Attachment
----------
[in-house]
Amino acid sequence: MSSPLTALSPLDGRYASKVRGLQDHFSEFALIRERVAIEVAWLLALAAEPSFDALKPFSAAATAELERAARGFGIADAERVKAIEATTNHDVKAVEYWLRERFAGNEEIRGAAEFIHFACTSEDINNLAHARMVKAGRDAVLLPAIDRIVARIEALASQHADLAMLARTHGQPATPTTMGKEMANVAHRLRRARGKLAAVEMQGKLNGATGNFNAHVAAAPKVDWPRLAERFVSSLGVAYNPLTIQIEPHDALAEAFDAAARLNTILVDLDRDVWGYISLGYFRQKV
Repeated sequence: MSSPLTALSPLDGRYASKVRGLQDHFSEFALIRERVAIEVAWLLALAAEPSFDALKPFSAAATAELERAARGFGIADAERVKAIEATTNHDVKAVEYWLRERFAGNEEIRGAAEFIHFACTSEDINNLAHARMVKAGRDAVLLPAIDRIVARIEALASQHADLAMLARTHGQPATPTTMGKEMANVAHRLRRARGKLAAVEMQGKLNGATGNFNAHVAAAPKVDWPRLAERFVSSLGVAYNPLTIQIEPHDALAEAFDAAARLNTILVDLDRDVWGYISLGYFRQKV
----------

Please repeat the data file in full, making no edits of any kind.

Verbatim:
[in-house]
Amino acid sequence: MSSPLTALSPLDGRYASKVRGLQDHFSEFALIRERVAIEVAWLLALAAEPSFDALKPFSAAATAELERAARGFGIADAERVKAIEATTNHDVKAVEYWLRERFAGNEEIRGAAEFIHFACTSEDINNLAHARMVKAGRDAVLLPAIDRIVARIEALASQHADLAMLARTHGQPATPTTMGKEMANVAHRLRRARGKLAAVEMQGKLNGATGNFNAHVAAAPKVDWPRLAERFVSSLGVAYNPLTIQIEPHDALAEAFDAAARLNTILVDLDRDVWGYISLGYFRQKV
Repeated sequence: MSSPLTALSPLDGRYASKVRGLQDHFSEFALIRERVAIEVAWLLALAAEPSFDALKPFSAAATAELERAARGFGIADAERVKAIEATTNHDVKAVEYWLRERFAGNEEIRGAAEFIHFACTSEDINNLAHARMVKAGRDAVLLPAIDRIVARIEALASQHADLAMLARTHGQPATPTTMGKEMANVAHRLRRARGKLAAVEMQGKLNGATGNFNAHVAAAPKVDWPRLAERFVSSLGVAYNPLTIQIEPHDALAEAFDAAARLNTILVDLDRDVWGYISLGYFRQKV